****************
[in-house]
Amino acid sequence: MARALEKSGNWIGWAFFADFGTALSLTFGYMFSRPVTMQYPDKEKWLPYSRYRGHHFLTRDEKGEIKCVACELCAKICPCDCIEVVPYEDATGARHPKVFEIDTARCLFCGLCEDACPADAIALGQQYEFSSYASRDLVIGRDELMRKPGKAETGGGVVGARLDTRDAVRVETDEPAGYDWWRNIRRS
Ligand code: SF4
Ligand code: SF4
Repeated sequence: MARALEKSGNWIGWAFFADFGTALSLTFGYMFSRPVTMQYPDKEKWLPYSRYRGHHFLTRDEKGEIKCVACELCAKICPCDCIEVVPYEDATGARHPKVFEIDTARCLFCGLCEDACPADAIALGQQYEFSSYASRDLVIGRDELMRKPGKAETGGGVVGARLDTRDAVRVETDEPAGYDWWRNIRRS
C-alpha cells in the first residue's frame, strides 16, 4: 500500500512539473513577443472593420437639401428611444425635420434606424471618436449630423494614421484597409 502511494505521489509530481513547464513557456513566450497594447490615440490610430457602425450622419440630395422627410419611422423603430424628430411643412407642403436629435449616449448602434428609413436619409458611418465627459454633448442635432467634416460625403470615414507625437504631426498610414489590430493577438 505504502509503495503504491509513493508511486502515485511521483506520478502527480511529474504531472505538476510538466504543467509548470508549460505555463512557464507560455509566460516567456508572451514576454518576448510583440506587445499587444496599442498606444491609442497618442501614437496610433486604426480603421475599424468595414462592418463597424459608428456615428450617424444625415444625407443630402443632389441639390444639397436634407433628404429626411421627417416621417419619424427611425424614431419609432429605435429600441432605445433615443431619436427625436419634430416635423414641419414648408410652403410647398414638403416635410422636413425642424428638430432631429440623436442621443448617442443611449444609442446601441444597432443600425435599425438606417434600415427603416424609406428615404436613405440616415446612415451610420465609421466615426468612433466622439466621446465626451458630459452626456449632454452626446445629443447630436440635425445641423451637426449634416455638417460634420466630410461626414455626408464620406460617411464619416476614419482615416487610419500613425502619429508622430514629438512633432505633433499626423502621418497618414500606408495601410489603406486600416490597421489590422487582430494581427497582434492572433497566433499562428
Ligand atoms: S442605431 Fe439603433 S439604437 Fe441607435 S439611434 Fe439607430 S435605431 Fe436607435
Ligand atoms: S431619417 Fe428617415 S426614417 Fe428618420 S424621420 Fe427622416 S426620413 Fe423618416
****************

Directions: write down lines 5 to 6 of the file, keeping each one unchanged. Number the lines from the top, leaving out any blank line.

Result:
Repeated sequence: MARALEKSGNWIGWAFFADFGTALSLTFGYMFSRPVTMQYPDKEKWLPYSRYRGHHFLTRDEKGEIKCVACELCAKICPCDCIEVVPYEDATGARHPKVFEIDTARCLFCGLCEDACPADAIALGQQYEFSSYASRDLVIGRDELMRKPGKAETGGGVVGARLDTRDAVRVETDEPAGYDWWRNIRRS
C-alpha cells in the first residue's frame, strides 16, 4: 500500500512539473513577443472593420437639401428611444425635420434606424471618436449630423494614421484597409 502511494505521489509530481513547464513557456513566450497594447490615440490610430457602425450622419440630395422627410419611422423603430424628430411643412407642403436629435449616449448602434428609413436619409458611418465627459454633448442635432467634416460625403470615414507625437504631426498610414489590430493577438 505504502509503495503504491509513493508511486502515485511521483506520478502527480511529474504531472505538476510538466504543467509548470508549460505555463512557464507560455509566460516567456508572451514576454518576448510583440506587445499587444496599442498606444491609442497618442501614437496610433486604426480603421475599424468595414462592418463597424459608428456615428450617424444625415444625407443630402443632389441639390444639397436634407433628404429626411421627417416621417419619424427611425424614431419609432429605435429600441432605445433615443431619436427625436419634430416635423414641419414648408410652403410647398414638403416635410422636413425642424428638430432631429440623436442621443448617442443611449444609442446601441444597432443600425435599425438606417434600415427603416424609406428615404436613405440616415446612415451610420465609421466615426468612433466622439466621446465626451458630459452626456449632454452626446445629443447630436440635425445641423451637426449634416455638417460634420466630410461626414455626408464620406460617411464619416476614419482615416487610419500613425502619429508622430514629438512633432505633433499626423502621418497618414500606408495601410489603406486600416490597421489590422487582430494581427497582434492572433497566433499562428